Indian employees

The CRA recognizes that many First Nations people in Canada prefer not to describe themselves as Indians. However, the CRA uses the term "Indian" because it has a legal meaning in the Indian Act.

On this page

The following information will help you determine which deductions you have to make for Indians.



An Indian is a person who is registered or entitled to be registered as an Indian under the Indian Act.


The term “reserve” is defined under the Indian Act and, for the purpose of this webpage, includes all settlements given reserve-like treatment for taxation purposes under the Indian Settlements Remission Order. It also includes any other areas that are treated similarly under federal laws such as Category I-A lands under the Cree-Naskapi (of Quebec) Act.

Indian living on a reserve

This means an Indian who lives on a reserve in a domestic establishment that is their principal place of residence and that is the centre of their daily routine.

Employer resident on a reserve

When an employer is resident on a reserve, the reserve is the place where the central management and control over the employer organization is actually located.


We usually consider a group that performs the function of board of directors of an organization as exercising the central management and control of an organization. However, it may be that some other person or group manages and controls the organization. Generally, a person or group manages and controls an organization at the principal place of business. However, this activity can occur in a place other than the principal administrative office of the organization. It is a question of fact as to where the central management and control is exercised.


Following the Supreme Court of Canada decision in the Glenn Williams v Canada case, we developed guidelines to help you determine a tax exemption that applies to an Indian’s employment income. These guidelines do not reflect a change in tax policy. They deal only with determining a tax exemption under the Indian Act following the Supreme Court decision. As a result of the Williams decision, you have to examine all factors connecting income to a reserve to determine if income was earned on a reserve and is tax exempt.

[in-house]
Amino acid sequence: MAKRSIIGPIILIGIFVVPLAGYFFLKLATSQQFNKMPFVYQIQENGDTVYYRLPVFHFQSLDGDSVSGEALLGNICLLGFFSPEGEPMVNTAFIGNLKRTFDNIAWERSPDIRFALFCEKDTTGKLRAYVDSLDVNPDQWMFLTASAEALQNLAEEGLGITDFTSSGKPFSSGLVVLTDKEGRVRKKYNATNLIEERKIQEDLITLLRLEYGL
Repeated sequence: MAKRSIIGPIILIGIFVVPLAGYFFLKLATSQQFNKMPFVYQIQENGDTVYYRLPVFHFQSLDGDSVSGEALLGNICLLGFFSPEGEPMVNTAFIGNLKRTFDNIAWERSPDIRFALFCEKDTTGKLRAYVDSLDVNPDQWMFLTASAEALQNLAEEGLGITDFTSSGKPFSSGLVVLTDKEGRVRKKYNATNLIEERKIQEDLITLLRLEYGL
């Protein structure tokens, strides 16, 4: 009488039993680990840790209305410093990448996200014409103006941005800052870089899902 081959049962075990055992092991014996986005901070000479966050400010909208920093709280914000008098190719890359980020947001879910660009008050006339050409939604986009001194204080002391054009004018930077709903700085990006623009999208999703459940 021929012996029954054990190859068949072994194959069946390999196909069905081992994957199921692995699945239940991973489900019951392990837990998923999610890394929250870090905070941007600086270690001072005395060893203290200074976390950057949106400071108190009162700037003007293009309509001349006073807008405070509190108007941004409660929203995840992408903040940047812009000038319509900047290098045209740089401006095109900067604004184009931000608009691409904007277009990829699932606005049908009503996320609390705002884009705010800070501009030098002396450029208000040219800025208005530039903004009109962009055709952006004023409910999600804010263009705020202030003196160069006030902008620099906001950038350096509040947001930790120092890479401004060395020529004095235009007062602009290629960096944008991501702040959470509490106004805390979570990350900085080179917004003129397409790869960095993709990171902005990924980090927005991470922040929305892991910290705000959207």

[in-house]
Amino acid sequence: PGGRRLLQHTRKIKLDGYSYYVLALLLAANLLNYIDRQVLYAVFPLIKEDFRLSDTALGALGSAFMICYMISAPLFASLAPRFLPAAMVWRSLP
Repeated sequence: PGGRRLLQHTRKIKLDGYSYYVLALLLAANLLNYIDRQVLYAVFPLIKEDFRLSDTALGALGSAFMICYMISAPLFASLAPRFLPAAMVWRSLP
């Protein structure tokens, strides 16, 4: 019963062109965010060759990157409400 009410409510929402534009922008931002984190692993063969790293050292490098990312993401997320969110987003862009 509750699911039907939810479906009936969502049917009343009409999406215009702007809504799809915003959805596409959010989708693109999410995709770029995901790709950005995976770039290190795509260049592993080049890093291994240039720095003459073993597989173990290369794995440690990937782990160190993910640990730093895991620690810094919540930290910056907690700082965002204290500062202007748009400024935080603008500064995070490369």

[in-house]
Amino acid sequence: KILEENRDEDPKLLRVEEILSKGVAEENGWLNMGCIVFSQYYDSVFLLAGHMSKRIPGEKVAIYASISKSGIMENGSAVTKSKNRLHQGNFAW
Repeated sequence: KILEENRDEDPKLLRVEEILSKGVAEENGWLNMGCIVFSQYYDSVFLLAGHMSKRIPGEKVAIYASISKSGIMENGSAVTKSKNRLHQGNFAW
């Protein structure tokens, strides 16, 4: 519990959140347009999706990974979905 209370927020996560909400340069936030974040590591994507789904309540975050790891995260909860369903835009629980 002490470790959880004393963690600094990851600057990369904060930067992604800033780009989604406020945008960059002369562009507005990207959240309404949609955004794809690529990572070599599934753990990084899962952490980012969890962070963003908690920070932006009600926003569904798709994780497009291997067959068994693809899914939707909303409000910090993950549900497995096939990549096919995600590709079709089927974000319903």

When you apply all the connecting factors, be aware of unusual or exceptional circumstances such as these:

If you have any questions about a particular situation, call 1-800-959-5525.

Form TD1 IN, Determination of Exemption of an Indian’s Employment Income, will help you decide what type of exemption might apply to an Indian’s employment income according to the Indian Act Exemption for Employment Income Guidelines. Keep a completed form on file for each employee in case we ask to review it.

Taxable salary or wages paid to Indians

CPP contributions, EI premiums, and income tax

If you are an employer paying taxable salary or wages to an Indian, you have to deduct CPP contributions, EI  premiums, and income tax.


If you paid a retiring allowance to an Indian, see Retiring allowances.

Non-taxable salary or wages paid to Indians

Canada Pension Plan

The employment of an Indian whose income is exempt from tax is excluded from pensionable employment. Therefore, if you are an employer paying non-taxable salary or wages to an Indian, you do not have to deduct CPP contributions.

Application for coverage under CPP

Although you do not have to deduct CPP from non-taxable income you pay to an Indian, you can choose to provide your Indian employees with optional CPP coverage. You can elect to do this by completing and filing Form CPT124, Application to Cover the Employment of an Indian in Canada Under the Canada Pension Plan Whose Income is Exempt Under the Income Tax Act. However, you cannot revoke this election and you have to cover all employees.

Coverage under the CPP starts on either the date you sign the application or on a later date that you specify. It cannot be retroactive to a date before the date you signed the application.

For more information about coverage under CPP, go to Indian workers and the Canada Pension Plan.

Employment insurance

You have to deduct EI premiums from the non-taxable salary or wages you pay to an Indian.


EI benefits, retiring allowances, CPP payments, registered pension plan benefits, or wage-loss replacement plan benefits will usually be exempt from income tax when they are received as a result of employment income that was exempt from tax. If a part of the employment income was exempt, then a similar part of these amounts will be exempt.

For more information about the Indian Act Exemption for Employment Income Guidelines and the different registration dates, go to Information on the tax exemption under section 87 of the Indian Act.


See the reporting instructions for information on how to complete the T4 Statement of Remuneration Paid (slip) for Indians.

Forms and publications

Related topics

Page details

Date modified: